This weekend, I wanted to write a few posts about the state of early-stage markets. Last night, I wrote a longer post about the different world seed founders should expect as they try to raise their coveted Series A rounds. I was surprised at the way it flew around Twitter. My posts rarely get that much pick-up.
There was a related topic I was going to touch on, but I’m glad I saved it for a separate post here. The topic: That the ecosystem should expect pre-seed and seed valuations to cool down. Note, they’ll still be quite attractive for founders, but I believe they’ll shift down. I can’t prove it with data, but that is my intuition. Why?
(1) Summer Slump. The fatigue I explained in my previous post is also rippling through seed, though it’s of a different variety, specifically around being disciplined on valuation.
(2) M&A Sleepy. Not Many IPOs. Seed has now been professionalized for 5+ yrs, and folks have seen the data. Whereas the bigger VCs have to pay up, they get more data and see more mature companies; the seed folks, on the other hand, run the risk of funding into a red ocean filled with competitors and are often blindsided when this rears its head. There’s not much M&A to write home about, and even fewer tech IPOs in 2015. A $20m exit as acqui-hire on a $12m cap in seed doesn’t rile up the natives.
(3) Questions From LPs. A few little M&A activity and LPs will start to inquire “Do we get some distributions?” Yet, most of these are smaller, and with a higher entry price as seeds have creeped up over the past few years, it turns what would’ve been decent to a wash on the balance sheet. Part of this is to blame on bad picking, but also at seed, so much of it is hit or miss, and very few people pick consistently well so early. (Many of the folks who are known for a few signature deals have likely done many others they don’t publicize.)
(4) Knowing Series A Investors Are Wary. As I wrote last night, whereas Seed and Series A markets are different, all of these markets are interrelated, and after a few years, seed investors have likely noticed only a percentage of their carefully picked portfolio actually graduates to A. After a few years, the pattern becomes engrained.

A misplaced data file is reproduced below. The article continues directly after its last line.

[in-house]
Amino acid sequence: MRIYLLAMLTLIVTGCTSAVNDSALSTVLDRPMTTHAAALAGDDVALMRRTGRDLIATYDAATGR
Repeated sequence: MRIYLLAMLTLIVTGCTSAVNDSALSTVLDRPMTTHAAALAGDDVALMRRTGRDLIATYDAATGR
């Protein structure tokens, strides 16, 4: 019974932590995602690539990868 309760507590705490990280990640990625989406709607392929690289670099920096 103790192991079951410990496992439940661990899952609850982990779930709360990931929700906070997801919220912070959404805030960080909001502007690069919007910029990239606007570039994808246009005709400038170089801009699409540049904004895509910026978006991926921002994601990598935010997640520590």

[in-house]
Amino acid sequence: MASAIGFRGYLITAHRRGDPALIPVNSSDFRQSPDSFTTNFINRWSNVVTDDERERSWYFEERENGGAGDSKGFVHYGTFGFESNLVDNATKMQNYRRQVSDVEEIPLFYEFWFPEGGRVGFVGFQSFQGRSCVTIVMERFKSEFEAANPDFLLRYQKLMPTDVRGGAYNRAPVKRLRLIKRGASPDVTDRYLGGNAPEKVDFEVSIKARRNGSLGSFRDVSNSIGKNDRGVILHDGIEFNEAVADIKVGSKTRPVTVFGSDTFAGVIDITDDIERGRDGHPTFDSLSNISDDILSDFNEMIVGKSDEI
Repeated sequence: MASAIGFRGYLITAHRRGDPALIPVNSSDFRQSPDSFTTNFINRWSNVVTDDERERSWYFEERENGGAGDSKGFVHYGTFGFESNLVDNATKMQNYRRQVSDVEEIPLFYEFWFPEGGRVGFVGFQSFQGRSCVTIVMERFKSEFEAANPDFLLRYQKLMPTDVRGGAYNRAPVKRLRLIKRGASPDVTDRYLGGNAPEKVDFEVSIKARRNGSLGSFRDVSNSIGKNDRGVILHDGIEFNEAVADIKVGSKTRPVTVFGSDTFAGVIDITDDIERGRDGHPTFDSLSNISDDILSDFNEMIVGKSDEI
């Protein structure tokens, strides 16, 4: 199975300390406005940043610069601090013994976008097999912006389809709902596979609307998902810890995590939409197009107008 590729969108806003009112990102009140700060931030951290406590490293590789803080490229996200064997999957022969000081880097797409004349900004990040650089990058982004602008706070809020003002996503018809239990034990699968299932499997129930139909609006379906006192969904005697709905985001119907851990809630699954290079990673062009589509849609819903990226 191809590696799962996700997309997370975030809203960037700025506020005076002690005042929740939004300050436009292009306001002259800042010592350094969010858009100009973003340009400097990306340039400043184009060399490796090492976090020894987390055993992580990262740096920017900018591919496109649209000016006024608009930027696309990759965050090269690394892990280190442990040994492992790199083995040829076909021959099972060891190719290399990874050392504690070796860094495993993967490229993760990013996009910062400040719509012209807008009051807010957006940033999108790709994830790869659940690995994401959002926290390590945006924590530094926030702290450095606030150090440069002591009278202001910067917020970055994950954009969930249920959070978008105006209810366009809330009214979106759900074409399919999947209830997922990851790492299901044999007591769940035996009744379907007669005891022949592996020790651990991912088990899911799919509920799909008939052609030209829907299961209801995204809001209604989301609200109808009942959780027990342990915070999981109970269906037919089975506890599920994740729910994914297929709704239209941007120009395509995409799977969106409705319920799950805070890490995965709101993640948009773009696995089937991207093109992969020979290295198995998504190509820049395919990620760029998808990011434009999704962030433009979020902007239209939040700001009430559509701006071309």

(5) Optimizing For Partnership. Seed is frenetic, can feel transactional with different note structures, deadlines with caps, little to no information sharing, and so forth. But, in my conversations, seed investors seem to be less worried now about FOMO if in exchange they can find founders who want to work with them and actually develop a partnership that works both ways. I have found, much to my surprise, that many founders inside Haystack have gone to bat for me over and over again. In some cases, a founder has helped me more than I’ve helped them.
There’s so much money in seed (mine included), and more money coming — I’ve heard from folks in NYC and other places that we will have even more micro-funds forming. I am not writing about sour grapes — I am part of that movement, or problem. But for the firms and seed investors that have been doing it for a few years, entirely in this up market, I believe we are now past the peak of seed valuations and high caps for not-yet-proven models.
To be clear, if a seed-level startup is cranking, pulling down revenues, and showing signs of great promise, a seed fund is willing to pay $12-15m as an entry price on valuation, betting the bigger VCs 3-4x that price if things work out. However, in the absence of traction, technology achievement, or being a founder with demonstrable entrepreneurial talent, I’d expect $8m to be the new ceiling for entry price on valuation caps, and that’s for the opportunities in higher demand — most will settle around $6m.
Not much I can do to prove it, but it’s something I think about, talk about, and monitor every day. My two cents. Or, my 600m cents. By the way, $6m-8m for seed entry price is still pretty damn good, so this isn’t meant to be a downer-post, but more of a sober prediction (a “big chill”) now that we’ve all had a few cycles under our collective belts in this new world of atomized VC.